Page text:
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A London-based team of genealogy researchers have reviewed around 200,000 wills in the United Kingdom and have made a list of the wackiest. Normally a last will and testament is not the place you would look for humor, but these researchers have discovered some funny stuff.
Of particular note is the will of Albert Orton who cut his wife out of his will because she apparently called him “a rotten old pig” as the result of his flatulence. The insult cost the widow a small fortune as she was left with just one farthing (a farthing is a former coin of the U.K. that was worth a quarter of an old penny).
Then there was Kenneth Gibson’s will in which he left his stepdaughter “the price of half a pound of sausages,” apparently because she claimed that her late mother had not paid her for the sausages. She must have complained long and hard about not being paid for that meat, but she got the money in the end and may have lost a lot more.
Frank Smith apparently did not like his son-in-law much, as he pledged all his possessions to his daughter – as long as she left her “immoral husband.”
Another man left £26,000 to Jesus Christ, but only provided that his identity could be established. I am not sure how you could prove that in court, or why Jesus Christ would need the cash.
For more information, see the story in the Birmingham Mail:
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What duty do you have to a drunk and belligerent passenger in your car? Louisiana’s Fourth Circuit Court of Appeal has recently held that a driver has a duty of care to all passengers in their car.
The facts were that John Cefalu traveled to New Orleans with four friends to celebrate his birthday. It probably goes without saying, but there was alcohol involved in the celebration in New Orleans. One of his friends, Piero Larrea, apparently got quite drunk and had to pulled away from a fight that was brewing in the club where they were partying. When they piled into the car for the drive home, Larrea complained that his friends didn’t “have his back” at the club. Larrea continued “acting up” during the drive, at one point asking to be let out of the car with one of the others so they could fight. Larrea even grabbed the arm of Cefalu while he was driving. So Cefalu kicked him out of the car and left him by the side of the road. Larrea died in a hit-and-run accident shortly after Cefalu pulled away. The driver who hit him was never found.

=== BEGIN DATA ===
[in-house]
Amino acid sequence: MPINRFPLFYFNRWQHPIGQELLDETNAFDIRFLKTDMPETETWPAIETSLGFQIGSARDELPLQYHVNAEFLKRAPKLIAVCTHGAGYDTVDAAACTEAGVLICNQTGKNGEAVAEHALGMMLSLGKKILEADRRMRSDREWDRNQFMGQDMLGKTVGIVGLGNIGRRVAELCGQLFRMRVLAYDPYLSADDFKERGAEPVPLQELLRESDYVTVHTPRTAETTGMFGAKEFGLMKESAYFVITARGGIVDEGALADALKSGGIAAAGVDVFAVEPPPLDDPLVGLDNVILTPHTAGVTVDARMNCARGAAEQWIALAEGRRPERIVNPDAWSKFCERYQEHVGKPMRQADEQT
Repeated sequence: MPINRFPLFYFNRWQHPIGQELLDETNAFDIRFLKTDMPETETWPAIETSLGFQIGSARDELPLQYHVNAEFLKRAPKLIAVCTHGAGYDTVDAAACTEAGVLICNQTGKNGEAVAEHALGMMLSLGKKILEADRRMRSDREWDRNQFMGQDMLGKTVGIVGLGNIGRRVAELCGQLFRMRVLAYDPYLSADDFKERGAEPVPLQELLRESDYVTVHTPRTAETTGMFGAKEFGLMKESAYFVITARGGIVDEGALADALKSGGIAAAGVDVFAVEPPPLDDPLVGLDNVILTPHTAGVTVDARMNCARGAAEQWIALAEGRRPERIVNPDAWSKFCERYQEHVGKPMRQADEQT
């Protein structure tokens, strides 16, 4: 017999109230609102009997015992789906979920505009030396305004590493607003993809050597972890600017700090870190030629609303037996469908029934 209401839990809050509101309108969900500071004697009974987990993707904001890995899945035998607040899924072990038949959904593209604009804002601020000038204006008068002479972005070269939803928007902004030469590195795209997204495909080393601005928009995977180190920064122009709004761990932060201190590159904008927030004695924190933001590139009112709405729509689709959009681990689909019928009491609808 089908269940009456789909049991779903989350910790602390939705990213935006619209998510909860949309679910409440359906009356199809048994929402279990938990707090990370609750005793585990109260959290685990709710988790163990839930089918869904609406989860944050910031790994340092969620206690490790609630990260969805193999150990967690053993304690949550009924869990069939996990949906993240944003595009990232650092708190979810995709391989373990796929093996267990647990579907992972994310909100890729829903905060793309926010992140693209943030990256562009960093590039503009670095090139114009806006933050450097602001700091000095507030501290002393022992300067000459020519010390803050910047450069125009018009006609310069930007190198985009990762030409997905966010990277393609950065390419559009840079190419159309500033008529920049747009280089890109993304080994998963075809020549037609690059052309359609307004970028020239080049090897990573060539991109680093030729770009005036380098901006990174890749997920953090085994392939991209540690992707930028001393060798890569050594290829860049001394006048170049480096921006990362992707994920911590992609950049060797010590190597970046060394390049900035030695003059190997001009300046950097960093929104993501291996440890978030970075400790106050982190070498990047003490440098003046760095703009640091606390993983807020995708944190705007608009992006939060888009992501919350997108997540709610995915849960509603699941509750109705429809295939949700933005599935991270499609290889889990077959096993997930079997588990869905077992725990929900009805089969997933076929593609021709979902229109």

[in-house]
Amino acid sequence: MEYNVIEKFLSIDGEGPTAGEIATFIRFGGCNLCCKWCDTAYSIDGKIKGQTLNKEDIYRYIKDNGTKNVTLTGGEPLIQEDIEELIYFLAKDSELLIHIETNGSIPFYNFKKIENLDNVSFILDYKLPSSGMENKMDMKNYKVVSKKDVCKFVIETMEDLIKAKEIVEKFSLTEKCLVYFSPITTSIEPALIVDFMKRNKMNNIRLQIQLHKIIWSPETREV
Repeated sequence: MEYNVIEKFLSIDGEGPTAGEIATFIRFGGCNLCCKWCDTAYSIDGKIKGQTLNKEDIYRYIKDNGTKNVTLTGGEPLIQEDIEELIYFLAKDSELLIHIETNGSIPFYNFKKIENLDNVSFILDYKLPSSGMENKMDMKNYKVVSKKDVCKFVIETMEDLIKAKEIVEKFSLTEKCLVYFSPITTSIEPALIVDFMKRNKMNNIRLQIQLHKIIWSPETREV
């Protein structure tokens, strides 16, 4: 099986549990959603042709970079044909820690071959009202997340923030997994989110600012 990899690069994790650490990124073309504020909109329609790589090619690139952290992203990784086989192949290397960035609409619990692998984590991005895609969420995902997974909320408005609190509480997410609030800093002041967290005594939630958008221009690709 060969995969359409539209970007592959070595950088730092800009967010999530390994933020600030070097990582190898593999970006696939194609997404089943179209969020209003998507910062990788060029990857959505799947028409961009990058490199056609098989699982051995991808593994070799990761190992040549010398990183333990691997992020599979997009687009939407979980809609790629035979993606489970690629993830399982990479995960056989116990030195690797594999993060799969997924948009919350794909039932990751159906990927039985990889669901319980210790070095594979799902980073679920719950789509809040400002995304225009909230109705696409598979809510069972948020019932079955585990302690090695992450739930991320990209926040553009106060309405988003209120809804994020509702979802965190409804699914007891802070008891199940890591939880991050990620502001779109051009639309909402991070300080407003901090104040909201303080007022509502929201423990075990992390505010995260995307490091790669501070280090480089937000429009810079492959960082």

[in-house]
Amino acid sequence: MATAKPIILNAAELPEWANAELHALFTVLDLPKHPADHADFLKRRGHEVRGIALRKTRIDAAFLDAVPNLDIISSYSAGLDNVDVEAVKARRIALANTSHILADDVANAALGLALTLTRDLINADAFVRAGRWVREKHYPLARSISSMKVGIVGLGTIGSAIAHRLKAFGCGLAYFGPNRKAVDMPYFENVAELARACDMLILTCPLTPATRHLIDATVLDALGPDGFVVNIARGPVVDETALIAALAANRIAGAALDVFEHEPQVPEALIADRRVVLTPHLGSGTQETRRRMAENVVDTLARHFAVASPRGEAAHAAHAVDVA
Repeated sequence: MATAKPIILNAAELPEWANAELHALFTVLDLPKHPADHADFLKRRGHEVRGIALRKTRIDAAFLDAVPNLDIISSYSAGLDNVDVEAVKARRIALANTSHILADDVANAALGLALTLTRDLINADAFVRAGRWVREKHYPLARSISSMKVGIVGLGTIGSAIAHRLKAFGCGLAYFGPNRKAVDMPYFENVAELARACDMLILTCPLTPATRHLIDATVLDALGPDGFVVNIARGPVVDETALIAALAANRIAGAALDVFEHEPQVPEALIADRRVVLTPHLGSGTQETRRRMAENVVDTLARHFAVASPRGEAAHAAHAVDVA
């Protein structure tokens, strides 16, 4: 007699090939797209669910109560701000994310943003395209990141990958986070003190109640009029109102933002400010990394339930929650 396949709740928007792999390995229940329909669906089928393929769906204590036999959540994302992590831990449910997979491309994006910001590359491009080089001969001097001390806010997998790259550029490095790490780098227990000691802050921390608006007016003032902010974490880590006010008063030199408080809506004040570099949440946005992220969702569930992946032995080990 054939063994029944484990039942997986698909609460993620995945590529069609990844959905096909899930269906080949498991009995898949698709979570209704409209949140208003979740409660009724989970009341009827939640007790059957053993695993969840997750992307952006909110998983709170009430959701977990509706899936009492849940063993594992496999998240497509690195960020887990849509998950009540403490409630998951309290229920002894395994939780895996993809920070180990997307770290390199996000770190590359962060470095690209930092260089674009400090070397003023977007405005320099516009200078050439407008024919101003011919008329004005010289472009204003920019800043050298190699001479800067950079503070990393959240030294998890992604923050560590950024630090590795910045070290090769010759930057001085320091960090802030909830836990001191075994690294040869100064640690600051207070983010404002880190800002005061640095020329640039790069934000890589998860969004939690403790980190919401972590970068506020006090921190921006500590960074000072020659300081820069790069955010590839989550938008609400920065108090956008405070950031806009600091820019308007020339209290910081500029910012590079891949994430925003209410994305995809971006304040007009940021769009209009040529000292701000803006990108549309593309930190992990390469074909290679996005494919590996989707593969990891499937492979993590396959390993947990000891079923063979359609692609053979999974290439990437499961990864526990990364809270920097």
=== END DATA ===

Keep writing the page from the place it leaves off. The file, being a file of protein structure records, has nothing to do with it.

Sued by Larrea’s father, Cefalu was found liable for 28 percent of a $317,000 wrongful death award. The appeals court affirmed the jury verdict, reports Courthouse News.
Although Cefalu argued that he had no special duty to get his friend home safely because Larrea interfered with his driving by grabbing his arm, the Court of Appeals said Cefalu owed a duty of care to both Larrea and the other passengers in the car. The court also rejected an argument by Larrea’s father that the jury erred by holding the hit-and-run driver 18 percent responsible. Larrea himself was accountable for the other 54 percent.